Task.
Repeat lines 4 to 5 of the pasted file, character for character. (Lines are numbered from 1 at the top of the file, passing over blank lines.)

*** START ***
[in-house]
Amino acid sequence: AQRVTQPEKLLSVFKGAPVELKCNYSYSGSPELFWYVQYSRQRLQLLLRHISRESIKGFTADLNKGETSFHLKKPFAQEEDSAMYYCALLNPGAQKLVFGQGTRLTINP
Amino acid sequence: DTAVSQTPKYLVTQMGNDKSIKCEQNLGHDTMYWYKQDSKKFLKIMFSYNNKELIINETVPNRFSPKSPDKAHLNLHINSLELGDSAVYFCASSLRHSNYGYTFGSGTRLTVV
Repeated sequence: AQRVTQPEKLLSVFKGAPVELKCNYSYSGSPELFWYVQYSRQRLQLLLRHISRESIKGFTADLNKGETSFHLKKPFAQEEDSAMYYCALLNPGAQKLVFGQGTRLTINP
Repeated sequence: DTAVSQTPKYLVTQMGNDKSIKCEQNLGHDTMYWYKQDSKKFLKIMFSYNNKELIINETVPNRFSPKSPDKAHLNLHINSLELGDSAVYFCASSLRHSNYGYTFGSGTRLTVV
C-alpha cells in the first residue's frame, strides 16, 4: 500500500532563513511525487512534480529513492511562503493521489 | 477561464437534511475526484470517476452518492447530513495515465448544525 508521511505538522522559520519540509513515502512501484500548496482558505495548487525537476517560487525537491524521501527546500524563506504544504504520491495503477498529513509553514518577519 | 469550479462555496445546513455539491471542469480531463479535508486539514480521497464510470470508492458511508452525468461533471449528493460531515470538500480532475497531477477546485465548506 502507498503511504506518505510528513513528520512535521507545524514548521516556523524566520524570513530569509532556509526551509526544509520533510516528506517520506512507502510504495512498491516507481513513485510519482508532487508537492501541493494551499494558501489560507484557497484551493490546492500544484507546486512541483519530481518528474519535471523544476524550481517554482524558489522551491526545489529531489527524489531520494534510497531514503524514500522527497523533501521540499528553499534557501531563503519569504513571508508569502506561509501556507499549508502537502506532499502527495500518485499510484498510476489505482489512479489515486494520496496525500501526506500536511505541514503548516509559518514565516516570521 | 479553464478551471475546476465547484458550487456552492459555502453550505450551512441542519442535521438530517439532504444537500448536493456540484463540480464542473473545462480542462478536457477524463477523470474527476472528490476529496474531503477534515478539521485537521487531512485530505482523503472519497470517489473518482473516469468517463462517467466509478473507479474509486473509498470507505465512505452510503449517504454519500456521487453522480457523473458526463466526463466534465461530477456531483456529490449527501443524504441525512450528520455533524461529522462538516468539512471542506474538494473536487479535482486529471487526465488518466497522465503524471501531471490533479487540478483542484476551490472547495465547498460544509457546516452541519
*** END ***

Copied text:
Repeated sequence: AQRVTQPEKLLSVFKGAPVELKCNYSYSGSPELFWYVQYSRQRLQLLLRHISRESIKGFTADLNKGETSFHLKKPFAQEEDSAMYYCALLNPGAQKLVFGQGTRLTINP
Repeated sequence: DTAVSQTPKYLVTQMGNDKSIKCEQNLGHDTMYWYKQDSKKFLKIMFSYNNKELIINETVPNRFSPKSPDKAHLNLHINSLELGDSAVYFCASSLRHSNYGYTFGSGTRLTVV